The lore of indica is that it is supposed to be ideal for night-time use. Indica is sold as having similar effects to a sedative, good for relaxation or trying to sleep. Part of this lore is that indica is said to have higher concentrations of CBD and lower concentrations of THC. That effect on the body can also be of great help for pain relief, and the relaxation element means it is often recommended for anxiety, important parts of the medical marijuana push. It is also said to be an appetite stimulant for some. Thus, indica strains are known for giving users more of a body high than a head high.
Whereas indica’s reputation is one of a sedative that gives you a body high, sativa is said to cause more cerebral effects, perfect for the day time. These effects are far more invigorating, helping one to feel more alert and uplifting to tackle a physical activity or creative endeavor.
Medically, these sativa effects are said to help not only with pain but anxiety, depression, and attention disorders. One explanation for a “sativa” strain causing these effects and potential medical benefits are cannabinoids like THC and CBD – specifically, that sativa strains are said to have higher concentrations of THC. Another are the terpenes. Cannabis terpenes that could possibly produce these effects include limonene, which has shown potential for anti-depression benefits, and pinene, which has anti-inflammatory properties.
Cannabis Sativa vs Cannabis Indica In Tabular Form
|BASIS OF COMPARISON||CANNABIS SATIVA||CANNABIS INDICA|
|Nature||Sativas are often described as cerebral, heady, uplifting, and energizing.||Indicas are described as relaxing, sedating, full-bodied, and stoney.|
|Aroma||Sativas smell sweet, fruity, or spicy.||indica strains tend to emit musty, earthy, and skunky odors.|
|Plants||Sativa plants tend to be taller and skinnier and may even be lanky in appearance, with leaves that are thin and pointed.||Indica plants are short and stocky, featuring leaves that are broad and “chunky.”|
|Flowering||Sativa plants have longer flowering cycles, fare better in warm climates with long seasons.||Indica plants have short flowering cycles and grow sufficiently in cold, short-season climates.|
|Maturity||Sativa takes 10 to 15 weeks to mature.||Indica takes six to eight weeks to mature — a shorter time than sativa — and typically has a greater yield.|
|Application||Sativa strains tend to be better for psychological disorders like depression, PTSD, and anxiety.||Indicas are often the best for pain and inflammation and, thus, are beneficial for patients with arthritis, fibromyalgia, and cancer.|
|Consumption||Indicas tend to increase energy and are better for consumption during daytime.||Indicas tend to decrease energy and are better for consumption in the evening or at night.|
|THC Content||High ratio to cannabidiol.||Low ratio to cannabidiol.|
A hybrid is a cross between two different species of cannabis, usually sativa and indica. This allows for two or more particular traits to be selected and bred for, and it accounts for much of the diversity of options at a dispensary.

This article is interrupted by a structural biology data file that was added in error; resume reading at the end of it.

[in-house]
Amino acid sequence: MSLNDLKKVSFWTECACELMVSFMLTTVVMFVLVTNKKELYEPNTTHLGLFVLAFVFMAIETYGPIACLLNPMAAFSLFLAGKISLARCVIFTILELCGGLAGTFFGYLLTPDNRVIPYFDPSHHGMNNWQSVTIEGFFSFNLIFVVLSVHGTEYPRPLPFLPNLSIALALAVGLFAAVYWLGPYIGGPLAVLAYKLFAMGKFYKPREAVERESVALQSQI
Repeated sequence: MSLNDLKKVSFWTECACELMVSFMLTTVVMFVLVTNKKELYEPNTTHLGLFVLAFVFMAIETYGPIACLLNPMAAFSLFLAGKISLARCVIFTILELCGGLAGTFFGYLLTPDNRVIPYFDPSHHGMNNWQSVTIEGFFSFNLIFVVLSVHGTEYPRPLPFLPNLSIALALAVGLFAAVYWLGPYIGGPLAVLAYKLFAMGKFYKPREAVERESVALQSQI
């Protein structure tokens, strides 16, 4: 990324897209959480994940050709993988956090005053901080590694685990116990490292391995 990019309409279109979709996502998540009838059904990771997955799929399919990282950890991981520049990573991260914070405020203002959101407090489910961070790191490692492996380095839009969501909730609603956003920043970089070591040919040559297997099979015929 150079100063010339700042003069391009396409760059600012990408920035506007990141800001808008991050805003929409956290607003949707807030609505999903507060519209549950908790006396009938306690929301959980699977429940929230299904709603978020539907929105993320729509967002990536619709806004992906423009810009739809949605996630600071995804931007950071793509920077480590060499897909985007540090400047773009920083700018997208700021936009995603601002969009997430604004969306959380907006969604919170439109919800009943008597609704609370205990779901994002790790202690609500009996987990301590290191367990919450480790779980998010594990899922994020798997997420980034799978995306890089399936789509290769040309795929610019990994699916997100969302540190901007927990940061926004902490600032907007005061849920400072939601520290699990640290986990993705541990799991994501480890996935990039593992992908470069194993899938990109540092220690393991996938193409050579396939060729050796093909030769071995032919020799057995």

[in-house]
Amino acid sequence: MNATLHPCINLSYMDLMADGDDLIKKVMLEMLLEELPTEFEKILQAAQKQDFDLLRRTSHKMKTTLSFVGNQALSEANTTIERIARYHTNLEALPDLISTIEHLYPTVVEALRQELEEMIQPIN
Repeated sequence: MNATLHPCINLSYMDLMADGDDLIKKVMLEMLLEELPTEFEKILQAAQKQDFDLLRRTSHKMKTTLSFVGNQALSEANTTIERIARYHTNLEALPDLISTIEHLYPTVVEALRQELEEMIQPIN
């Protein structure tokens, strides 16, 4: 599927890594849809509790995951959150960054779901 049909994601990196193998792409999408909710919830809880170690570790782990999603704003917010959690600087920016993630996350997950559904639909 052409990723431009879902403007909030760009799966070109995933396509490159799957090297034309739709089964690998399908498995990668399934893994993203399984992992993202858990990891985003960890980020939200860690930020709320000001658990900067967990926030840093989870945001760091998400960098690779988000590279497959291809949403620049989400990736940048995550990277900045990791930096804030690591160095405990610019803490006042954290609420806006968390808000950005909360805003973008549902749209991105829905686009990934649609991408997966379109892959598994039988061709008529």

Many popular strains of cannabis are hybrids of indica and sativa; even ones considered an indica or sativa are likely to be a hybrid of some sort. Hybrids can have various combinations of terpenes and effects, but because indica and sativa are no longer the definitive terms they used to be for strains, the hybrid term is more accurately used with regards to how it is cultivated and grown. How a hybrid grows, how much it can yield, and what the plant will look like will vary based on which plants you are crossbreeding.
Some hybrids are named based on the strain that is more dominant within it, should it not be a balanced strain. Indica-dominant or indica-dom, as you can likely guess, is a hybrid strain that leans more toward indica. Sativa-dominant, or sativa-dom, is of course the opposite situation.
When deciding between sativa, indica or a hybrid, it’s worth talking to an expert about the kind of high you’re looking for; things like dosage, tolerance, consumption method, and the specific plant’s chemical profile can have more of an effect on your experience.
- Sativa varieties of cannabis are usually thought to produce an uplifting, creative, and mentally focused kind of experience that’s good for depression and some kinds of pain and anxiety. For the best anxiety relief, seek a strain with a high CBD content too.
- Indica varieties of cannabis are associated with certain kinds of anxiety relief, deep relaxation, pain relief, appetite stimulation, and insomnia relief.
- In reality, the differences between the sativa and indica categories aren’t as defined most people believe — finding your perfect strain has more to do with total THC and CBD content, the bud’s terpene profile, and your individual needs.
Almost immediately upon their inception, the terms indica and sativa are used to identify cannabis plants based on the shape and size of their main leaves and the amount of fiber they produced. Today’s cultivators use them for roughly the same purpose: separating plants into indica and sativa according to their growth traits and physical makeup.